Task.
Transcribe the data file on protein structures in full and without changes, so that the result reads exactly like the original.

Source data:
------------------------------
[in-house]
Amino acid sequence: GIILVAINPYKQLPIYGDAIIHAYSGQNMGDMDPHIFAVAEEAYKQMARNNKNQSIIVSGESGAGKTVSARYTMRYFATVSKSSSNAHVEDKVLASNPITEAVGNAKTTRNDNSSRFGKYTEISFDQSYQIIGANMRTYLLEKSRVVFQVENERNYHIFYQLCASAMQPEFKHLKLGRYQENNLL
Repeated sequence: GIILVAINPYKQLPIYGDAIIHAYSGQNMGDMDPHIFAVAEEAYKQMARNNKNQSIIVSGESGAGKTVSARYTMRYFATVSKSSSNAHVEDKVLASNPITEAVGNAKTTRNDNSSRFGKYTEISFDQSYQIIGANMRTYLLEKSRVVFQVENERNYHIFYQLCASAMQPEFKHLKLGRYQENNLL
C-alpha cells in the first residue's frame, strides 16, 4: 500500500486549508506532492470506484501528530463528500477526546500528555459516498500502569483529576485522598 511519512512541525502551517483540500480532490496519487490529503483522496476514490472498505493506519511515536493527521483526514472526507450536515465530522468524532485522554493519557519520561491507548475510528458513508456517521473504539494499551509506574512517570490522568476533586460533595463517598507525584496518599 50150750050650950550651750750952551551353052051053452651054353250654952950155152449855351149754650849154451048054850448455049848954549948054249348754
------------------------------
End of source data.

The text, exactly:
[in-house]
Amino acid sequence: GIILVAINPYKQLPIYGDAIIHAYSGQNMGDMDPHIFAVAEEAYKQMARNNKNQSIIVSGESGAGKTVSARYTMRYFATVSKSSSNAHVEDKVLASNPITEAVGNAKTTRNDNSSRFGKYTEISFDQSYQIIGANMRTYLLEKSRVVFQVENERNYHIFYQLCASAMQPEFKHLKLGRYQENNLL
Repeated sequence: GIILVAINPYKQLPIYGDAIIHAYSGQNMGDMDPHIFAVAEEAYKQMARNNKNQSIIVSGESGAGKTVSARYTMRYFATVSKSSSNAHVEDKVLASNPITEAVGNAKTTRNDNSSRFGKYTEISFDQSYQIIGANMRTYLLEKSRVVFQVENERNYHIFYQLCASAMQPEFKHLKLGRYQENNLL
C-alpha cells in the first residue's frame, strides 16, 4: 500500500486549508506532492470506484501528530463528500477526546500528555459516498500502569483529576485522598 511519512512541525502551517483540500480532490496519487490529503483522496476514490472498505493506519511515536493527521483526514472526507450536515465530522468524532485522554493519557519520561491507548475510528458513508456517521473504539494499551509506574512517570490522568476533586460533595463517598507525584496518599 50150750050650950550651750750952551551353052051053452651054353250654952950155152449855351149754650849154451048054850448455049848954549948054249348754